Tag Archives: social work

‘Balance’ and urgency

In a couple of places in Creating Room to Read, the founder/author emphasizes the need for urgent action.

“Every day we lose is a day we can’t get back” (p. 7).

It’s a feeling I share, a compulsion, really, that has prompted more than one person to tell me that I have a ‘savior complex’.

And it can be a very good thing, this urgency, if it pushes us to evaluate every organizational decision in light of the questions:

How can we reach more people, in more places, with more needs, more quickly? (p. 201)

How can we fill the vacuum around this issue before someone else–with a different agenda and different impacts on those we serve–does?

How can we do what needs to be done, as cheaply and quickly and well as is humanly possible, since the world really needed it metaphorically ‘yesterday’?

This almost-manic urgency applies, of course, to so many of the social problems on which we are working, not just to global literacy. Really, I would argue that everything worth fixing in today’s broken world is worth fixing now, and there’s always more work to be done than we can possibly clear off our desks before the end of the day.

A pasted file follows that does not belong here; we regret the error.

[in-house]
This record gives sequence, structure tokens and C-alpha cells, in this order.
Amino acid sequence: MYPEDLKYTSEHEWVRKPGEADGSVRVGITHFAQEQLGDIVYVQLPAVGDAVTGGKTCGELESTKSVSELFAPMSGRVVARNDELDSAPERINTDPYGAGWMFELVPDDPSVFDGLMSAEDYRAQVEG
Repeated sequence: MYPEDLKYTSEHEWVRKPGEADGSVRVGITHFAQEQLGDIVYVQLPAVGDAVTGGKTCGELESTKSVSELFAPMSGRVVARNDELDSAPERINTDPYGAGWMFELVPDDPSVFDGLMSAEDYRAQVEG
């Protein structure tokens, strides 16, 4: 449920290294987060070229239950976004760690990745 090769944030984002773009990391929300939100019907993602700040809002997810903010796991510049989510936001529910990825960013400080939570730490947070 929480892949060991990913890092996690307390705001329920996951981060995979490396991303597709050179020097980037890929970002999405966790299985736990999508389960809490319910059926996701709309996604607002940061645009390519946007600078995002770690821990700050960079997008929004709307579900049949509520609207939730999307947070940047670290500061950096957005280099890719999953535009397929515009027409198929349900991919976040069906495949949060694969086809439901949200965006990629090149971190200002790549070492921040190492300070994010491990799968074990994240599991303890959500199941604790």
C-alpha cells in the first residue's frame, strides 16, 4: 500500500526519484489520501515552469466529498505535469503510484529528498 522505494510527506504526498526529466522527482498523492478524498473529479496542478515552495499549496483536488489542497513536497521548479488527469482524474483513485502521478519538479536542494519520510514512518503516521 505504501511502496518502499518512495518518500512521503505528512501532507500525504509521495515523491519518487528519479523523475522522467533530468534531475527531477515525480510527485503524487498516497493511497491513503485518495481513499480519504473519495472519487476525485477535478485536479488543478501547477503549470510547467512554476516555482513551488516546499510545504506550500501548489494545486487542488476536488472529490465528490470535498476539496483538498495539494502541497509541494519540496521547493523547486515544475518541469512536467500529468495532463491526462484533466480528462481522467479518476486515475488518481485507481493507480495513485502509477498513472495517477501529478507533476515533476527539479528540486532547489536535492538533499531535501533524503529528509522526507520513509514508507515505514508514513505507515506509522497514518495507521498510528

So.

How can we justify taking a break, even when we need one, when the need is already outpacing our abilities?

How can we care for ourselves, without using ‘self-care’ as an excuse to retreat from the desperately urgent work that needs us?

How can we prevent falling for the savior thing, when the truth is that the people we serve and assist aren’t waiting for us to swoop in and rescue anyone.

How can we approach that elusive ‘balance’ that seems to be so important for preventing burnout and sustaining our commitment–and our effectiveness–when every day that we take off is a day that we’re not getting closer to the world as it should be?

How do you answer these questions, in your own field, and in your own practice? How do you calibrate the pace of your life, given the urgency with which problems press? How do you surround yourself with a team, to prevent the temptation of thinking that we are one-person shows? How do you harness the passion and energy that comes with urgency, without slipping into the ‘busier-than-thou’ martyrdom that turns people off? How do you reflect strengths and possibility while convincing people that they need to be part of our cause–today?

How?

Close knowledge makes a difference

There was another part from The Ghost Map that made me think about social work, and about you all, which means that it ends up here.